Brain injury - Attention and concentration

  • Attention and concentration help us to select and focus on what is important and maintain our attention over time. After an acquired brain injury, attention and concentration may be disrupted, leading to a variety of problems.

    What is attention?

    Attention is the process of concentrating on one thing. We use our attention and concentration skills every day, often without really noticing them. Sometimes we need to pay attention to two or more important things at the one time, and may need to switch back and forth between activities quickly (e.g. copying work from the board at the same time as listening to the teacher explain the information).

    Examples of difficulties with attention and concentration

    • Unable to focus in a busy environment.
    • Being easily distracted, for example by other children, nearby activities or objects.
    • Inability to sit still, being restless and fidgety.
    • Difficulty following instructions.
    • Talking in class, interrupting others and changing the subject.
    • Becoming easily overwhelmed by large amounts of information or stimulation.
    • Difficulty choosing important or needed information from a large amount of information, or from a cluttered full page.
    • Difficulties coping with competing demands or multiple activities.
    • Difficulties adapting to change and moving between different tasks.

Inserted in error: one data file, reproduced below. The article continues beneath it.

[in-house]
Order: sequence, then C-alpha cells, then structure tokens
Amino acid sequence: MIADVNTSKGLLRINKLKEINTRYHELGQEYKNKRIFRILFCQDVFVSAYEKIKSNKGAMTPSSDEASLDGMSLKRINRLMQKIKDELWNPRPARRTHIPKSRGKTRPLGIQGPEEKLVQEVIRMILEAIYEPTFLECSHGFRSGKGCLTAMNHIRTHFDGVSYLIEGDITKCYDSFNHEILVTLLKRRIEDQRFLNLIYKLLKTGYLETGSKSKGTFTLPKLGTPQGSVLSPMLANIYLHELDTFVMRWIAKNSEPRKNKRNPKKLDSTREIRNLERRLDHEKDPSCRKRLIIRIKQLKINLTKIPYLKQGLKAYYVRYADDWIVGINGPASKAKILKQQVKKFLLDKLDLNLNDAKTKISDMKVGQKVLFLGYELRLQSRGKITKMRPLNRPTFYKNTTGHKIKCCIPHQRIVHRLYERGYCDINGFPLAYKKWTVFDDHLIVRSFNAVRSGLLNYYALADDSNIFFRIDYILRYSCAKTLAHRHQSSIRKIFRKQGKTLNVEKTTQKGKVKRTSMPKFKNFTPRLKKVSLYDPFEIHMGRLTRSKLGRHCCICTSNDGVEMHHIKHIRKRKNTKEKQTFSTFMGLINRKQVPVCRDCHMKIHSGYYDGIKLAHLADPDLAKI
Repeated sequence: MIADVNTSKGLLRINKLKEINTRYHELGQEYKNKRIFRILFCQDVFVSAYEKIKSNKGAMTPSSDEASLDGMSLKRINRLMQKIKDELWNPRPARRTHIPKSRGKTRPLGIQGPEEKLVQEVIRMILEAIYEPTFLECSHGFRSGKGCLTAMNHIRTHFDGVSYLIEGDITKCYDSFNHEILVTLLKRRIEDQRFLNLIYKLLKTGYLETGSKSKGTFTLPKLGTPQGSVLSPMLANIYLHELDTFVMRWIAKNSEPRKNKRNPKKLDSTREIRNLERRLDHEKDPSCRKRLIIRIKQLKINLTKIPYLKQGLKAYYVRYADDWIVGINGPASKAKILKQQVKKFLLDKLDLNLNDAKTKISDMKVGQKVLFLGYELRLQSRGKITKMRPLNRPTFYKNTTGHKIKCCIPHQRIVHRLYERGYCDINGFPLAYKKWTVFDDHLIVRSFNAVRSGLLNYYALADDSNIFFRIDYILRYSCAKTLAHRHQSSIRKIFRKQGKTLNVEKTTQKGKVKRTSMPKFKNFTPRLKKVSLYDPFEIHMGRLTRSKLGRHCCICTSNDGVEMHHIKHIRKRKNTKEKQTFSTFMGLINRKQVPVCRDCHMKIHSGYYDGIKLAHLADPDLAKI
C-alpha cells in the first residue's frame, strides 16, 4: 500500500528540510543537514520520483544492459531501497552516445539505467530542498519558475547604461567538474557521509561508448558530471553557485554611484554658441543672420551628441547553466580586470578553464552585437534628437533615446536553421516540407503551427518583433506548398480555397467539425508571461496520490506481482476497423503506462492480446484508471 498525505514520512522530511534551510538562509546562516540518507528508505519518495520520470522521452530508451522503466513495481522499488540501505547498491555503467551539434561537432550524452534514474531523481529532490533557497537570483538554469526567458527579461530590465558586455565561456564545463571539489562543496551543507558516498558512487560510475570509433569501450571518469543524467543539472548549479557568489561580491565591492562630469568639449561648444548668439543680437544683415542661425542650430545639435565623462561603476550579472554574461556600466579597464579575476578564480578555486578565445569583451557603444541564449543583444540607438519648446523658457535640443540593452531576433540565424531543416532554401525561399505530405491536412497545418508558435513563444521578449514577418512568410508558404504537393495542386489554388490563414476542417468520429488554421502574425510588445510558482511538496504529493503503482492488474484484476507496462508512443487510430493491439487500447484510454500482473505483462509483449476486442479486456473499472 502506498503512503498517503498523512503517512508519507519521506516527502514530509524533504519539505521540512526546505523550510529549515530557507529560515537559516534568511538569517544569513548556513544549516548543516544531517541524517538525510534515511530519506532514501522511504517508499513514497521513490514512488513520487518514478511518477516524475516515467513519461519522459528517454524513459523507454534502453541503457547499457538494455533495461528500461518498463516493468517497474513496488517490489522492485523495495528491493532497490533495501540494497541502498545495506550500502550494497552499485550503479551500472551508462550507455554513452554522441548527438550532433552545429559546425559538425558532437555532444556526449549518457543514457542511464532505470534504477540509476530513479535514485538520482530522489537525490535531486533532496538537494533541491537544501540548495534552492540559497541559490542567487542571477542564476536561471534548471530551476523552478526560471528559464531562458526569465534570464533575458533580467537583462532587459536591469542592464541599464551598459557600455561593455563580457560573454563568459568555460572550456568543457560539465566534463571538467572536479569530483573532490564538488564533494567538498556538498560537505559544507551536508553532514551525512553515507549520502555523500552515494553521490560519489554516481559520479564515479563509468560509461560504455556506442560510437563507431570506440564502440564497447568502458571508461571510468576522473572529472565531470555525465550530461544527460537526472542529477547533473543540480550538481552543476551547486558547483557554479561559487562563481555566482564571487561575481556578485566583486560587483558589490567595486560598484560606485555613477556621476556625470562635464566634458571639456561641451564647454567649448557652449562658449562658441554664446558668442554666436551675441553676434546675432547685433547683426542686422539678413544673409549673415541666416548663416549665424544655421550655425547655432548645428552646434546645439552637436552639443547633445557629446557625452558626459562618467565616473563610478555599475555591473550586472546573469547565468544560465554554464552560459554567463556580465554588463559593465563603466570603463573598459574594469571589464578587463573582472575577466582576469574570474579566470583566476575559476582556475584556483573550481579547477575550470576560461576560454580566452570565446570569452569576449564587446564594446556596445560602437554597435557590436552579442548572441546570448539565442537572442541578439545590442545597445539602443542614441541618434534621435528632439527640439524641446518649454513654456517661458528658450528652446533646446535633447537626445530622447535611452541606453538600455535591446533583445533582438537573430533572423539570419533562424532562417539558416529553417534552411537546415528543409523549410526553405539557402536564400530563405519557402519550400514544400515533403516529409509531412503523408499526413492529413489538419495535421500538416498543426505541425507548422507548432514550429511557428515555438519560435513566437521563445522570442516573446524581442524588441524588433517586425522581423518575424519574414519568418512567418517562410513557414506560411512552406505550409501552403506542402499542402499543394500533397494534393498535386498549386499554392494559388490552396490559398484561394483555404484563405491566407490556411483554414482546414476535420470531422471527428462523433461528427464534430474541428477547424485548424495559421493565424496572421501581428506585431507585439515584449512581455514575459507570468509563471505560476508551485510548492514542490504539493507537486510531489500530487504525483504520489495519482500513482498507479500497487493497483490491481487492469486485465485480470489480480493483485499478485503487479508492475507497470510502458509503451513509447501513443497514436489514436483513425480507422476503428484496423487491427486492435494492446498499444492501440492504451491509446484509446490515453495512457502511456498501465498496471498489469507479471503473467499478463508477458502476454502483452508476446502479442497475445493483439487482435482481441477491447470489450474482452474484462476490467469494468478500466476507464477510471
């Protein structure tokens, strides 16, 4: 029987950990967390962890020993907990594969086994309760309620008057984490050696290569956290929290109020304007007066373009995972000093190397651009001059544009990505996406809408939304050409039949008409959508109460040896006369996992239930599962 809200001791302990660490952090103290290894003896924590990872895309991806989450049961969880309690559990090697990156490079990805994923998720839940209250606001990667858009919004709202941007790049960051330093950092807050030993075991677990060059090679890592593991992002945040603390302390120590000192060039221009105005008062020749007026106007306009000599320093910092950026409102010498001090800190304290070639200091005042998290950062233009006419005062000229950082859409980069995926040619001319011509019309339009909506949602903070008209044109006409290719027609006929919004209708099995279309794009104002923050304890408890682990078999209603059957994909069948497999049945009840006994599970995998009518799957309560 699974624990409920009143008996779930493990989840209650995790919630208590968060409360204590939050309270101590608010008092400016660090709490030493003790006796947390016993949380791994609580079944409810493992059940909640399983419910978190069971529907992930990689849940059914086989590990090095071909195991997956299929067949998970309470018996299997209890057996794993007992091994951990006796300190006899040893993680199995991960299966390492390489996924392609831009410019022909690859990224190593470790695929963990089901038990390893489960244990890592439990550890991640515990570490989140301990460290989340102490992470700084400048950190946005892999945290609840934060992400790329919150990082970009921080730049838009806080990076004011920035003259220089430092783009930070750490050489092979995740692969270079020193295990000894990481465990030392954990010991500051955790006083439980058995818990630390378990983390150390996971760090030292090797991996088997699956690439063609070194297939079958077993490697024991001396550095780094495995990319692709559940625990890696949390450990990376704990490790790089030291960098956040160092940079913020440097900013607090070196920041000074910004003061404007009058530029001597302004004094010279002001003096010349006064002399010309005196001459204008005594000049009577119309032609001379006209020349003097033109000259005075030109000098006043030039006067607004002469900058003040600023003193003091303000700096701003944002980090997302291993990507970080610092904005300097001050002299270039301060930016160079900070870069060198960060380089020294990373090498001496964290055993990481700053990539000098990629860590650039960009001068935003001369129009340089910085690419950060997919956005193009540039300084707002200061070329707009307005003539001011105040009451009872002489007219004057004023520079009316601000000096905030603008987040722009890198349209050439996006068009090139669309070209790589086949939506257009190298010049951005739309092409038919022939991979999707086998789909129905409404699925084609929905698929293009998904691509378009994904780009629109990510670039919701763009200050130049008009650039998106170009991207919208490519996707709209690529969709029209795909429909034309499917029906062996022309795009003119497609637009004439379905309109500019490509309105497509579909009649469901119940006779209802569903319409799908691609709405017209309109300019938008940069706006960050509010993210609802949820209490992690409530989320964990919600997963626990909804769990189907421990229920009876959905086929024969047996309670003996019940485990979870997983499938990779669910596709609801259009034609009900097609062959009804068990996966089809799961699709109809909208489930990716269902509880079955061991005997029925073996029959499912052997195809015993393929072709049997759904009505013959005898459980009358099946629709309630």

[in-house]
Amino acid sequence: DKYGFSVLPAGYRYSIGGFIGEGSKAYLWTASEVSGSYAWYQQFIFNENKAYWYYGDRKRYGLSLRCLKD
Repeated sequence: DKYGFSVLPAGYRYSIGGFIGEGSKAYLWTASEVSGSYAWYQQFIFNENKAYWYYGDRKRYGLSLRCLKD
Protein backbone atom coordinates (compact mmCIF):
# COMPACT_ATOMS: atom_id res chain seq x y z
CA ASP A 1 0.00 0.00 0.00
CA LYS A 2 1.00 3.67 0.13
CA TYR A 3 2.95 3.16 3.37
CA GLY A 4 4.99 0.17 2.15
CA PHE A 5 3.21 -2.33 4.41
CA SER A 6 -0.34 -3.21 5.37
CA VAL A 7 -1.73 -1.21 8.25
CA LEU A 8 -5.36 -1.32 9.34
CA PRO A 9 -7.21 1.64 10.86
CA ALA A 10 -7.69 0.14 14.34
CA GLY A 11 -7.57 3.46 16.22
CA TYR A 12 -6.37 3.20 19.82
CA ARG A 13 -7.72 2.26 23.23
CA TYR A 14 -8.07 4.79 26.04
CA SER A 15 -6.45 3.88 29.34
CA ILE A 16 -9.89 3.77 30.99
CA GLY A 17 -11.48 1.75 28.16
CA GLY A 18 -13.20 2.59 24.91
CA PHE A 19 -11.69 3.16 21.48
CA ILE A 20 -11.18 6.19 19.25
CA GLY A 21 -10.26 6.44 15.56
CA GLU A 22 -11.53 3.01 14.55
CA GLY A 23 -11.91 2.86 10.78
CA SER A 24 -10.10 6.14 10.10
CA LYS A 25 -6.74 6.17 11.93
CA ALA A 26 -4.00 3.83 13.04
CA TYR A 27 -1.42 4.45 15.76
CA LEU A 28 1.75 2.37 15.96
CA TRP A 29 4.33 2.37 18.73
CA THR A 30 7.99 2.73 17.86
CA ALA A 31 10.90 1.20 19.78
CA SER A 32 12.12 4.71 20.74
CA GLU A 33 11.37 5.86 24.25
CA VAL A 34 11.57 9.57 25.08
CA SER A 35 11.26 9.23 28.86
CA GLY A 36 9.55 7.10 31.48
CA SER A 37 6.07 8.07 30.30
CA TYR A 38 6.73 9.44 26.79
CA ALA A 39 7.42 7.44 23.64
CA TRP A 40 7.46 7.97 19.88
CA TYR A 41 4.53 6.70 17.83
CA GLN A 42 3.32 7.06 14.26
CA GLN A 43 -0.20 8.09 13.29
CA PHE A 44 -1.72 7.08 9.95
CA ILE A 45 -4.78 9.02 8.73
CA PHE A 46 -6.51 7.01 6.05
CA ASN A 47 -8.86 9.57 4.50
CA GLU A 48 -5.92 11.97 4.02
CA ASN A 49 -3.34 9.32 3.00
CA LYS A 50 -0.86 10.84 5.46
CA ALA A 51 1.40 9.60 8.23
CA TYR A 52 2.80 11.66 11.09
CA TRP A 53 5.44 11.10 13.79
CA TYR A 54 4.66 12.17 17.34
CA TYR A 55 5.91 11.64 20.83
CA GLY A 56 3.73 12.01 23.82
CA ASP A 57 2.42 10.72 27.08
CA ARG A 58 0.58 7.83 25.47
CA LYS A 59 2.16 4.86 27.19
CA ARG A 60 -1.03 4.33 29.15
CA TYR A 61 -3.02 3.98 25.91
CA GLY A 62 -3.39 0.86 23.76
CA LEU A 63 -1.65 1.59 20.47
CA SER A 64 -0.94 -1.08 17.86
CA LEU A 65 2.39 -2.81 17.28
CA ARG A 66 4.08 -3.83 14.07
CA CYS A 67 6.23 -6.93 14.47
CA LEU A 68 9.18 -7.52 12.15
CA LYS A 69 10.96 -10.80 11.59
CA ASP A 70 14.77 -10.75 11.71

• Poor persistence in activities and problems staying on task independently.

    What strategies might help?

    • Schedule important and demanding activities early in the day or after a longer break.
    • Keep activities brief, or structure them into short blocks providing a clear beginning and end.
    • Allow time for regular breaks, and give the child another activity to do that allows them move around.
    • Alternate activities between mentally demanding and less challenging or physical ones.
    • Limit the amount of information given to a child, and present one activity or idea at a time.
    • Keep instructions brief, break them down or provide a written copy.
    • When giving instructions, get the child's attention by calling their name and making eye contact before you tell them something.
    • Reinforce instructions with written cues or instructions on the black/whiteboard.
    • Minimise potential distractions. Sit the child at the front of the class and keep their desk free of unnecessary material.
    • Seat the child near the teacher or with children who will be good role models.
    • Provide direct prompts to return to task and positively reinforce on-task behaviour.
    • Simplify and reduce material on worksheets and on the black/whiteboard.
    • Develop and stick to a daily classroom routine.

    When to see a doctor?

    Attention and concentration difficulties can be formally identified by having a neuropsychological assessment. A neuropsychologist can develop ways to manage and help a child with attention and concentration difficulties that are tailor made to their particular cognitive strengths and weaknesses.

    Key points to remember

    • Attention allows us to select and focus on what is important. Concentration allows us to maintain our attention over time.
    • After an acquired brain injury, a child or young person may have difficulty with attention and concentration.
    • Attention and concentration difficulties can be formally identified by a neuropsychologist who can help develop ways to help each individual child.

    For more information

    Developed by The Royal Children's Hospital Paediatric Rehabilitation Service based on information from the Brain Injury Service at Westmead Children’s Hospital. We acknowledge the input of RCH consumers and carers.

    Reviewed September 2020.

    Kids Health Info is supported by The Royal Children’s Hospital Foundation. To donate, visit


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